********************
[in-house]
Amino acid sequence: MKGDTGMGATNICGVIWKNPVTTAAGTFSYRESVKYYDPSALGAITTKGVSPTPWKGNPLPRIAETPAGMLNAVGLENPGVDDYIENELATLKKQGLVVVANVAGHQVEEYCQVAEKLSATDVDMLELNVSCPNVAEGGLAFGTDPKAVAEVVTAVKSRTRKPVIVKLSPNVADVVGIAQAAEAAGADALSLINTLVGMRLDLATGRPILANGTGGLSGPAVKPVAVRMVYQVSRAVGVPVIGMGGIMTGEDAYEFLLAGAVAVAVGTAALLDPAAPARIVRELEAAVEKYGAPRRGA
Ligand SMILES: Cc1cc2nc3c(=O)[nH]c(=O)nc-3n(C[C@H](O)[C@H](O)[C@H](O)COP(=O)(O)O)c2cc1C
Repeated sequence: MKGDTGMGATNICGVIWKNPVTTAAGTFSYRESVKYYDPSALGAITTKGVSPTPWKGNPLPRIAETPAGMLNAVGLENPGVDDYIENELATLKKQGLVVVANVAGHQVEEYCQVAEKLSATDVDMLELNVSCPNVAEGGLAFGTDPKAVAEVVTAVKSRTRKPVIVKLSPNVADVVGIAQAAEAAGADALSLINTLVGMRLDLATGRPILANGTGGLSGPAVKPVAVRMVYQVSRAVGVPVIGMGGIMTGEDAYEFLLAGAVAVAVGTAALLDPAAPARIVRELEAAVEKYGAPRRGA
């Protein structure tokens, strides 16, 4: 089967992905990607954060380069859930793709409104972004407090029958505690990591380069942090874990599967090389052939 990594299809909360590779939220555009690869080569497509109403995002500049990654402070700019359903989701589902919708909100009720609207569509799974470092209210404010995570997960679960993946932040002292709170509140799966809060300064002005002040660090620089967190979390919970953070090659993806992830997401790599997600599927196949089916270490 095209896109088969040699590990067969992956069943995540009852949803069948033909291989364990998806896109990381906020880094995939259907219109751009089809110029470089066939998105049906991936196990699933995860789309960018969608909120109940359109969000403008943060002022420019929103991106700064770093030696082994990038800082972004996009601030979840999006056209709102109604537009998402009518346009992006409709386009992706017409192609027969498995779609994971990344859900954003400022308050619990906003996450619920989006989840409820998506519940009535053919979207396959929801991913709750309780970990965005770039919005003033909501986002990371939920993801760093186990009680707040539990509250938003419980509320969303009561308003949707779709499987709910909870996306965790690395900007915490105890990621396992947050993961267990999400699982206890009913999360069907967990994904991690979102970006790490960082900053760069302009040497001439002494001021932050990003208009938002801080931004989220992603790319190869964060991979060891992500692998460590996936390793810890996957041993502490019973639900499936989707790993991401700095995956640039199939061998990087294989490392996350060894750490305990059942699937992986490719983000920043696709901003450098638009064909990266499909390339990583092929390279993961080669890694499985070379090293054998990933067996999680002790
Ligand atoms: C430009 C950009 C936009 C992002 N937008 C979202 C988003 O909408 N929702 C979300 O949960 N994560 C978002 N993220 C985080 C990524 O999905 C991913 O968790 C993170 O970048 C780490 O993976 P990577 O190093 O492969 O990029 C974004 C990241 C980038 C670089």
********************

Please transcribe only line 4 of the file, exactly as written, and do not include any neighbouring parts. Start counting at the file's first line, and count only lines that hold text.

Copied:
Repeated sequence: MKGDTGMGATNICGVIWKNPVTTAAGTFSYRESVKYYDPSALGAITTKGVSPTPWKGNPLPRIAETPAGMLNAVGLENPGVDDYIENELATLKKQGLVVVANVAGHQVEEYCQVAEKLSATDVDMLELNVSCPNVAEGGLAFGTDPKAVAEVVTAVKSRTRKPVIVKLSPNVADVVGIAQAAEAAGADALSLINTLVGMRLDLATGRPILANGTGGLSGPAVKPVAVRMVYQVSRAVGVPVIGMGGIMTGEDAYEFLLAGAVAVAVGTAALLDPAAPARIVRELEAAVEKYGAPRRGA